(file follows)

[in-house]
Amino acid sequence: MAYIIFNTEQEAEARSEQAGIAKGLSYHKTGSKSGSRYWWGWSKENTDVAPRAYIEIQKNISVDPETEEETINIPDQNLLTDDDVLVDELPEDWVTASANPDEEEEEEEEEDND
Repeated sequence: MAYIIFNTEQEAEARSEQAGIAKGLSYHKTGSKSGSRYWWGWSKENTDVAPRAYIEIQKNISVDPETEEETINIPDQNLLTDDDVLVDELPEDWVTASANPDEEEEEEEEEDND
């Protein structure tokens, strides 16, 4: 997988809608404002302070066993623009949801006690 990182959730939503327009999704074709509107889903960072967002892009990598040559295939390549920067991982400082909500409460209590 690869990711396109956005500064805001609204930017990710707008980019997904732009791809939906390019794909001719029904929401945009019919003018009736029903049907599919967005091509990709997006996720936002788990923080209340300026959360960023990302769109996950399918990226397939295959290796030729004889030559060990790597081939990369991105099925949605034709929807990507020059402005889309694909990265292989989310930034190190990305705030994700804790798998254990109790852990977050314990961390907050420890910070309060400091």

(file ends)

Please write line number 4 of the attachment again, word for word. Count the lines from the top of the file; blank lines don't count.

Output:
């Protein structure tokens, strides 16, 4: 997988809608404002302070066993623009949801006690 990182959730939503327009999704074709509107889903960072967002892009990598040559295939390549920067991982400082909500409460209590 690869990711396109956005500064805001609204930017990710707008980019997904732009791809939906390019794909001719029904929401945009019919003018009736029903049907599919967005091509990709997006996720936002788990923080209340300026959360960023990302769109996950399918990226397939295959290796030729004889030559060990790597081939990369991105099925949605034709929807990507020059402005889309694909990265292989989310930034190190990305705030994700804790798998254990109790852990977050314990961390907050420890910070309060400091």